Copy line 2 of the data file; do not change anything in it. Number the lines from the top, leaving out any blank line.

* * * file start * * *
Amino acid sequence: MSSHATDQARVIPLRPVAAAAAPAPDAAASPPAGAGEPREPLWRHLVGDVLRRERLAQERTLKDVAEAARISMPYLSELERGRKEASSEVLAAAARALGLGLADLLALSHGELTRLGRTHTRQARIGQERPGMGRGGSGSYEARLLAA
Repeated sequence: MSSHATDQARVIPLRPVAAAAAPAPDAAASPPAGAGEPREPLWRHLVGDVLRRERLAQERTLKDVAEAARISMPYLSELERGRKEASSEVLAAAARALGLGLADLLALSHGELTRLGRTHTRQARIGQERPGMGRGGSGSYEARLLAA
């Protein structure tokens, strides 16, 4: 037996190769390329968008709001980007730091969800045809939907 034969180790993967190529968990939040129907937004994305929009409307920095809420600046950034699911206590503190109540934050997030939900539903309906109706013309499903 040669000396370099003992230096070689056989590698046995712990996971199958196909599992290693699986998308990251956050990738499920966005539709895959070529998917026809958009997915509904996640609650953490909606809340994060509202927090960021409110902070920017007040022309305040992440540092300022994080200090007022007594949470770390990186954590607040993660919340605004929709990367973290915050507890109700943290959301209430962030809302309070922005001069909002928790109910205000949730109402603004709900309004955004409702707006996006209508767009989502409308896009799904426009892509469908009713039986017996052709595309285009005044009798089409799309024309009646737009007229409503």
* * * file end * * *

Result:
Repeated sequence: MSSHATDQARVIPLRPVAAAAAPAPDAAASPPAGAGEPREPLWRHLVGDVLRRERLAQERTLKDVAEAARISMPYLSELERGRKEASSEVLAAAARALGLGLADLLALSHGELTRLGRTHTRQARIGQERPGMGRGGSGSYEARLLAA